“In one way or another, all of the music in this programme is concerned with faith and belief,” wrote conductor Sam Allchurch ahead of the Sydney Chamber Choir’s German Romantics. “How these concepts were worked remains for me the most interesting side of the 19th century.”

Allchurch’s passion for this music was on display in Sydney University’s Great Hall as he lead the SCC through a beautifully constructed programme of Mendelssohn, Schubert, Brahms, Herzogenberg, Rheinberger and Schoenberg.

Sydney Chamber ChoirSydney Chamber Choir. Photo © Nick Gilbert

The choir brought excellent diction and an affecting resonance to the opening RIchte mich, Gott (Judge me, O God) by Mendelssohn. Pianist Jem Harding provided a shimmering accompaniment to the Mendelssohn’s more tranquil Denn er hat seinen Engeln (For he was given his angels charge over you) – Allchurch’s conducting style loose and relaxed more coaxing than demanding – before the pastoral catharsis of Schubert’s setting of Gott ist mein Hirt – Psalm 23, The Lord is my shepherd, in a German translation by Felix’s grandfather Moses Mendelssohn.

The tranquillity of the Schubert extended into the opening Andante section of Mendelssohn’s Rondo Capriccioso Op. 14 for solo piano. The Great Hall’s cavernous acoustic, however, which gave the choir an uplifting resonance, felt muddy for the instrument alone. As the piece gained steam, Harding’s sparkling clarity and control, deftly navigating the rambunctiously virtuosic passages, made for an exciting performance and he drove home the work’s final outburst with panache.

Following the accumulating layers of Herzogenberg’s Meine Seele erhabt den Herrn (My soul magnifies the Lord), the centre-piece of the first half was Brahms’ Warum ist das Licht gegeben dem Mühseligen (Why is light given to the wretched). Allchurch infused the explosive “Warum”s with powerful energy, tapering the diminuendos down to almost nothing. The choir was in top form here, negotiating the complex fugue textures and spider-like creeping lines in a work that typifies the Romantic darkness to light progression ­– text from Job and Lamentations giving way to peace and joy from Martin Luther.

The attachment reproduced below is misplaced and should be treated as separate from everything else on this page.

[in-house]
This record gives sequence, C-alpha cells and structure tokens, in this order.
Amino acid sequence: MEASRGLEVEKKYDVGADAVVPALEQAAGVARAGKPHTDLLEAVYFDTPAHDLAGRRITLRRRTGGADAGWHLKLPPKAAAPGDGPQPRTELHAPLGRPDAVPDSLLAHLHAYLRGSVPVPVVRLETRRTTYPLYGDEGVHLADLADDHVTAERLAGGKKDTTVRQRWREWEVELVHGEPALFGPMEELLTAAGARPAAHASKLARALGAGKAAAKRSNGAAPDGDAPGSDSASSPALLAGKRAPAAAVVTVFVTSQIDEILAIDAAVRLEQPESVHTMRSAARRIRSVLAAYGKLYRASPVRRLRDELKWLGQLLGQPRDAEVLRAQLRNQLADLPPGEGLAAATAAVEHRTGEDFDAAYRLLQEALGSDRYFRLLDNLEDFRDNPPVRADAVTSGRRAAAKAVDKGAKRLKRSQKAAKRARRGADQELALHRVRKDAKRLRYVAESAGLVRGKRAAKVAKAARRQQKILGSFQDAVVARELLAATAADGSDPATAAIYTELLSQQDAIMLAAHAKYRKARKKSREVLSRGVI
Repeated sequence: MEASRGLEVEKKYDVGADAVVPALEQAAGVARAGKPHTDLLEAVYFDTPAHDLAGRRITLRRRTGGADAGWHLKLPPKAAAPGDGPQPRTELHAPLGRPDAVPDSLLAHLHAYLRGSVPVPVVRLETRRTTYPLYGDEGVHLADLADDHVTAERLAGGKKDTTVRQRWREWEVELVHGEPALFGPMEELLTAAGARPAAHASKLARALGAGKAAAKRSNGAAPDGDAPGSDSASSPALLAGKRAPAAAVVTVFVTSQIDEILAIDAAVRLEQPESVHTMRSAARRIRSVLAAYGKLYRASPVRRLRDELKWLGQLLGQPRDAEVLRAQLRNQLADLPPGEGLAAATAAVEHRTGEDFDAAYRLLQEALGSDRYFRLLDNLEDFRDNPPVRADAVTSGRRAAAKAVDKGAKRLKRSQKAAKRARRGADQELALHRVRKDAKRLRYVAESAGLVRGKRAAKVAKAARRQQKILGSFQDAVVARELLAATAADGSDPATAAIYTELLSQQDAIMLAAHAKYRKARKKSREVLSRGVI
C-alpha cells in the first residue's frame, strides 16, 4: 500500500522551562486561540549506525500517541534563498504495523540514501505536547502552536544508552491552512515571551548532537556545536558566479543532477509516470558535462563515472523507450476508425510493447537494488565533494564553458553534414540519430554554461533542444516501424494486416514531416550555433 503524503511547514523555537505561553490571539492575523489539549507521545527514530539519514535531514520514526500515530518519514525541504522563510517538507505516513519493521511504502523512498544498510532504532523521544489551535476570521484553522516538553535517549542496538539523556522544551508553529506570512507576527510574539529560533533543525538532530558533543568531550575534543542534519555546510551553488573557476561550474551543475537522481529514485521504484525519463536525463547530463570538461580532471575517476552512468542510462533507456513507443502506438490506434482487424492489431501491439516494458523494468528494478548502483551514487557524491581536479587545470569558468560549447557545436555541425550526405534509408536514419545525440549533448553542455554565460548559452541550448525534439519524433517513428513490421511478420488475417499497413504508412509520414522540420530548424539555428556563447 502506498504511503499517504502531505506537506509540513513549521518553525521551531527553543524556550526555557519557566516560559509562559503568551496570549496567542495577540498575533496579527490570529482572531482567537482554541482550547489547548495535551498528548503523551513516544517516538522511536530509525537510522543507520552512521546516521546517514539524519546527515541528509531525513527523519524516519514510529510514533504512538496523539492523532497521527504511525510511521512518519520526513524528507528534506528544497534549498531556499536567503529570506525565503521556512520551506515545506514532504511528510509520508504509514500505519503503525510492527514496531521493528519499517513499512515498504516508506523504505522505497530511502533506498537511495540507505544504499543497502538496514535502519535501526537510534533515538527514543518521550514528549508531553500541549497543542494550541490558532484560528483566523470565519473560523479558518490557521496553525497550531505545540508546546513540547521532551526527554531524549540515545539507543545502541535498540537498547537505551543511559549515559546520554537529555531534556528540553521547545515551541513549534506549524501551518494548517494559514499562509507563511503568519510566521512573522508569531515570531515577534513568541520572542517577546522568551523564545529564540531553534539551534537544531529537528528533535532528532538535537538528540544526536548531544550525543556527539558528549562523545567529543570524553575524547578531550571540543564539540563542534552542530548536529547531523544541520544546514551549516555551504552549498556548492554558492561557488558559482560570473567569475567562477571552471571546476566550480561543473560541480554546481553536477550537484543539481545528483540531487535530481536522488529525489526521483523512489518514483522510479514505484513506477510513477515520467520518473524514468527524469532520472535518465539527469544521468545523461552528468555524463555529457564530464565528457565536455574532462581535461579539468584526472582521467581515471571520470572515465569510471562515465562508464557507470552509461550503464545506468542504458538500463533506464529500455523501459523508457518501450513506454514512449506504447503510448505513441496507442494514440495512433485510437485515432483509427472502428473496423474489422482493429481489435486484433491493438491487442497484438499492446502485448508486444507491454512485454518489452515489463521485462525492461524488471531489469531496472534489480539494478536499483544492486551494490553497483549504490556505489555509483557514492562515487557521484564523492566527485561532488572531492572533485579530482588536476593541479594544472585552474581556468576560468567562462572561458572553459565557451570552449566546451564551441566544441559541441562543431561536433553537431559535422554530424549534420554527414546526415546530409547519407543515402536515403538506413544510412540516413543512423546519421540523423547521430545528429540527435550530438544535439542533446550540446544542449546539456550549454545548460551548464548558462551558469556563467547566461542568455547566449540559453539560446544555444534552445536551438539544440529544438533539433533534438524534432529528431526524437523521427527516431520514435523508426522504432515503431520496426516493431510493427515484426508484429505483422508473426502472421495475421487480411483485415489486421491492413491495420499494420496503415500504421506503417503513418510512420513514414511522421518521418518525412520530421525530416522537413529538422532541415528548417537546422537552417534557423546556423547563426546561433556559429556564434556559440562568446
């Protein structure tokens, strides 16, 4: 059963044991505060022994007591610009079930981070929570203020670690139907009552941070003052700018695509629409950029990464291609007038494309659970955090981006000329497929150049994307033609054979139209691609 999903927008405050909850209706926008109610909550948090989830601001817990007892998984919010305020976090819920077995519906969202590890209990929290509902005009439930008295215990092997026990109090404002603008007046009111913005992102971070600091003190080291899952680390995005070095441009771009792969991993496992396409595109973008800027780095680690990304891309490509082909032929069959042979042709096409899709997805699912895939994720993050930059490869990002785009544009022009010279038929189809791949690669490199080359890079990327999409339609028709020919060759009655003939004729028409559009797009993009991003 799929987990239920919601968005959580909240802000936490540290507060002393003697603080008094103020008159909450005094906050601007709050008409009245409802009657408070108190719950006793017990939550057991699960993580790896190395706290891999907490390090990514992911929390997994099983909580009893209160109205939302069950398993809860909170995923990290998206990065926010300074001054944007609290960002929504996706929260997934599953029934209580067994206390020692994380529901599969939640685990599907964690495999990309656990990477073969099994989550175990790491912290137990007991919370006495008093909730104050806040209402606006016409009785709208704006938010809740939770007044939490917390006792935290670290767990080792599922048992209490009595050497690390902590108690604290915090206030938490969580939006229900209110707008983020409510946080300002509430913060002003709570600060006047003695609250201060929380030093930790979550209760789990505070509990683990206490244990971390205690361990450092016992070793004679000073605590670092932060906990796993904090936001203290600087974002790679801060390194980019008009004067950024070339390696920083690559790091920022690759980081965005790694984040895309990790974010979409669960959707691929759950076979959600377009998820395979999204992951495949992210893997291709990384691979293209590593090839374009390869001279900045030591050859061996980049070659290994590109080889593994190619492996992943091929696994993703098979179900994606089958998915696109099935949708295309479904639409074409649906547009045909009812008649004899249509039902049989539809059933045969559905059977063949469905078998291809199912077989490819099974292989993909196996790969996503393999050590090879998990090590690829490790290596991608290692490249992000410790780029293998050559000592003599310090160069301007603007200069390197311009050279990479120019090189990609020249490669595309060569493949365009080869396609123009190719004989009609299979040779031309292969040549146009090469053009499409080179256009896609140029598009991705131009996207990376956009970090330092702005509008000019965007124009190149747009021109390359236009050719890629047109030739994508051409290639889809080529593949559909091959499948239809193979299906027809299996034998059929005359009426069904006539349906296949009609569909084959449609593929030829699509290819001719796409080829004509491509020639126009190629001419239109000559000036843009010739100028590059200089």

After the heaviness of Warum ist das Licht gegeben dem Mühseligen, the bright triumph of the fourth movement from Brahms’ German Requiem – Wie lieblich sind deine Wohnungen (How lovely are your dwellings) – brought us to interval. Bruckner’s Christus factus est, composed alongside his mammoth Seventh Symphony and the Te Deum, opened the second half, Allchurch and the SCC making the most of the dramatic contrasts in what was a highlight of the programme.

The second half of the programme continued to explore ideas of faith, swinging from the anxiety and pain of Rheinberger’s setting of Psalm 116, Ich liebe, weil erhöret der Herr (I love the Lord because he hears the voice of my pleading) to the warm counterpoint of Brahms’ Schaffe in mir, Gott, ein reines Herz (Create in me a pure heart, O God) – again, deftly handled by the choir – to the clean lines and calm triumph of Brahms’ Heilig ist Gott (Holy is God) and, finally, the serene healing of his Geistliches Lied (Sacred Song).

If there was an occasional ragged entry or slight pitch discrepancy in the high register, this was more than offset by the rock solid a cappella mastery of the choir, particularly in the weaving lines of the contrapuntal works, and their unwavering commitment to the emotional content of the works. Allchurch’s thoughtful programming meant a concert that spanned 13 works by seven composers never felt bitty, but enticed the audience to join him through a moving survey of the German sacred music of the Romantic period.

The finale was Schoenberg’s 1907 unaccompanied Friede auf Erden (Peace on Earth). While the harmonies are more complex than those of the preceding works (the composer was beginning to push the late-Romantic boundaries with deeper forays into chromaticism and atonality, but this is still well before serialism) Allchurch drew from Friede auf Erden a swelling optimism. Schoenberg would later – on the other side of World War I – refer to the work as an illusion. But if it is an illusion, it is a beautiful one, magically conjured by Sydney Chamber Choir.